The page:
By Kenton X. Chance
PARAMARIBO, Suriname — Guyana’s Minister of Agriculture, Dr. Leslie Ramsammy says he opposes the widespread use of antibiotics in agriculture, saying this has serious implications for human health.
Ramsammy, a physician and former health minister in Guyana, said the Caribbean Community (CARICOM) should take the lead in trying to secure an international framework to govern the use of antimicrobials in food production.
Guyana initiated a discussion on the issue of antimicrobial resistance — where microbes such as bacteria become resistant to antibiotics – during the 13th Caribbean Week of Agriculture, taking place here from Oct. 6 to 12
Ramsammy said in an interview that while people appreciate the usefulness of antibiotics, their use in medicine is widespread, often available without prescription, and often prescribed after minor medical procedures, such as a tooth extraction.
He said a limited number of antibiotics are available and very few new ones have been developed over the past 25 years.
“So we are dealing with a set of medicines that are now reducing, because the microbes that we fought these antibiotics with are becoming resistant to them, tolerant to them. They no longer work,” he said.
He said a patient may visit a physician who diagnoses and prescribes medication for an infection, but the antibiotics are ineffective because of microbial resistance.
“Part of the reason and I think there is consensus is that the reason for it is the more extensive and intensive use of antibiotics. However, many of us also believe that they have been used injudiciously,” he said, adding that in human health, drugs are often accessible without a prescription.
“… but we also have seen the introduction of these antibiotics in agriculture,” Ramsammy said, adding that the poultry industry in the Caribbean could not survive without using antibiotics.
“But whereas in humans we try to diagnose what the problem is and then threat it — so it is a therapeutic use, in agriculture, there is prophylactic use; that is, every time you feed poultry in the large scale production, the food includes low-level antibiotics,” Ramsammy said.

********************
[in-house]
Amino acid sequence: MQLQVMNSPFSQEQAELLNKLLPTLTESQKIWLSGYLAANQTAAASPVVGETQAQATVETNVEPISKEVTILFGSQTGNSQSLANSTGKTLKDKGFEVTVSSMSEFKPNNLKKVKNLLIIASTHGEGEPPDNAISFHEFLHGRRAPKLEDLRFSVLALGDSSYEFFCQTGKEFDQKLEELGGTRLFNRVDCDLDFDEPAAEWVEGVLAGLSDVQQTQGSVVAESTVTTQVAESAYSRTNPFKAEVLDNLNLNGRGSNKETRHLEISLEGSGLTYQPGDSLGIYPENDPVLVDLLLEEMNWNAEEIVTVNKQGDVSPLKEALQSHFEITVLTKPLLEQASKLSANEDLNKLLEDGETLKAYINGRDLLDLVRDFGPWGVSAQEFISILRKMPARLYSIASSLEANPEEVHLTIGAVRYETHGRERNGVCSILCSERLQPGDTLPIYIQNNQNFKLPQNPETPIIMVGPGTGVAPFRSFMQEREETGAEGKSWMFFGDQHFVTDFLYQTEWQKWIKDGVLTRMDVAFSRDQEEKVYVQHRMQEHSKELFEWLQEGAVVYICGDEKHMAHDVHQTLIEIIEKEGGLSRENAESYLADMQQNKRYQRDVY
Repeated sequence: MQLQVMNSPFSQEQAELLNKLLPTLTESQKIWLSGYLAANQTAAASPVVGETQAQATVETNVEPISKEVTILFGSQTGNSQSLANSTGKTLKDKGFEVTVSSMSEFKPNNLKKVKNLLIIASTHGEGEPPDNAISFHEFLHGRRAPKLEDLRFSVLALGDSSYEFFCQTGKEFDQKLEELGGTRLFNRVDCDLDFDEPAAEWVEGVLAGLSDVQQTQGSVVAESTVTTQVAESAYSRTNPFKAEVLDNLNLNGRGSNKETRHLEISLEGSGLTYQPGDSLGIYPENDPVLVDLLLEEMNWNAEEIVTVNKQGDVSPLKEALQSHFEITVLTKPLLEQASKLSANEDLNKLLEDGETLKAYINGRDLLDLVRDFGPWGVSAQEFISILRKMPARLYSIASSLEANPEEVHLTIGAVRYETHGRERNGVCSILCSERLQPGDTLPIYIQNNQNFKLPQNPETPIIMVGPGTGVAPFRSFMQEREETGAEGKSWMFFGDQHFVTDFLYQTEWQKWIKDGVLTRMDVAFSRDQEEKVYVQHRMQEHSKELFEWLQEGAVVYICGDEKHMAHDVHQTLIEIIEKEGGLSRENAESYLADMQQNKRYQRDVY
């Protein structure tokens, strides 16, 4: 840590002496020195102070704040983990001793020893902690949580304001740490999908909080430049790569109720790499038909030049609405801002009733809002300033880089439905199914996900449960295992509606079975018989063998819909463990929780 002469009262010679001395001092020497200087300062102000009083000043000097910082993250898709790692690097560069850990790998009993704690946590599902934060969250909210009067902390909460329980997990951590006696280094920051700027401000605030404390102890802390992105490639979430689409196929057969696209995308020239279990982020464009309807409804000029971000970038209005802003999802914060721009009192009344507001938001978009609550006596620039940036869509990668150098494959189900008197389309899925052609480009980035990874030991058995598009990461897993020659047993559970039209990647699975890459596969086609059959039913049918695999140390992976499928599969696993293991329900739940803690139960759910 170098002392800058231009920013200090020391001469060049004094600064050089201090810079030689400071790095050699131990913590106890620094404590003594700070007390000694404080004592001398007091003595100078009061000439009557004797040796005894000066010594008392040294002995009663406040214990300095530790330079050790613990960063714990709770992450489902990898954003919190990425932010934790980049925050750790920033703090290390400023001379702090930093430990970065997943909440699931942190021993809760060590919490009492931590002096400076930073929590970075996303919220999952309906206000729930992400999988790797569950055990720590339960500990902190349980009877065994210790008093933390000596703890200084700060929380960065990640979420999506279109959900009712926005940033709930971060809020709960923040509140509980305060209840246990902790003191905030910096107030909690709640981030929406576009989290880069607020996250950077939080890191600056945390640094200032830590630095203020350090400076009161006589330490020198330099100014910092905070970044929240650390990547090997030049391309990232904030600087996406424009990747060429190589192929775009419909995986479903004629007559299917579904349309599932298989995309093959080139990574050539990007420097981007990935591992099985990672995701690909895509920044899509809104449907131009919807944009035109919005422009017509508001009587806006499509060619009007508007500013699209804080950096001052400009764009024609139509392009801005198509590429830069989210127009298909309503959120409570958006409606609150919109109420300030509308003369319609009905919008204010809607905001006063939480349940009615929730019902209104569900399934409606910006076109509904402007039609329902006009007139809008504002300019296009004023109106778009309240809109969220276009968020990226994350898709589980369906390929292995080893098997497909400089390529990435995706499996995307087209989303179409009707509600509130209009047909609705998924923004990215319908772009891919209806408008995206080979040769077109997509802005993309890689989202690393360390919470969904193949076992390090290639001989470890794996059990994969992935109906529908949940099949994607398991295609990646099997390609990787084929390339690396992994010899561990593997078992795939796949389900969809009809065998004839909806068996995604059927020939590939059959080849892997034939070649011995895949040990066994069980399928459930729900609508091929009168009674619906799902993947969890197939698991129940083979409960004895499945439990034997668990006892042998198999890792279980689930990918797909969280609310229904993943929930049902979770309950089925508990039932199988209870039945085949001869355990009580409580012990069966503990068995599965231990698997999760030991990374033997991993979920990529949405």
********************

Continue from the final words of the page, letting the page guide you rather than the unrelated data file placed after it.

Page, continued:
He explained that the use of low levels of antibiotics is the number one way of developing antimicrobial resistance.
“In my view, as a former minister of health, and now Minister of Agriculture, I believe that antimicrobial resistance is as important as climate change in terms of their threat to sustainable development.
“I believe the Caribbean ought to put it on the sustainable development agenda as a post-2015 agenda item. I believe that we are missing the three items important to agriculture, and also important to our economic and also important to our economic and social prosperity.”
Ramsammy said the other two items are land degradation, and water management, adding that the Food and Agriculture Organisation and the Inter-American Institute for Cooperation on Agriculture have identified these as priority items.
“But it has to go beyond agriculture and become part of the national development priorities,” Ramsammy said.
He said the United States and the World Health Organisation have also identified 18 medicines that are “at risk”.
In September, President Barack Obama issued an executive order establishing a taskforce to be co-chaired by the secretaries of defence, agriculture, and health and human services, Ramsammy pointed out.
“We in the Caribbean must similarly act. We have a chance to take leadership on a global problem. We have done so with climate change, we have done so with NCDs, I believe we could be a lead region in putting this matter on the development agenda,” he said.
He said Guyana is hoping to build awareness at CWA, which is being held under the theme “Transforming Caribbean Agriculture through Family Farming”.
“I don’t think the ordinary person is as yet familiar with this issue,” Ramsammy said.
He said there has been some discussion of antimicrobial resistance internationally.
“What my goal is, what Guyana’s goal is and what I would like to see the CWA adopt, is that globally, we need to shift this problem into that priority group of challenges so that we can tackle this issue globally, because no one country can deal with this issue.
“Whilst each country will have to take certain action, we need global framework under which to work, like the tobacco global framework that we have, the climate change global framework,” Ramsammy said.
“That’s why I am asking that we should establish an inter-governmental panel at the UN level, because this is one of those issues that is not limited by borders, and therefore we have to agree globally to a set of actions that are implemented at national levels.
“But, if one of us does it, it will not work, or if one region does it, it will not work. It has to be a global platform,” he said.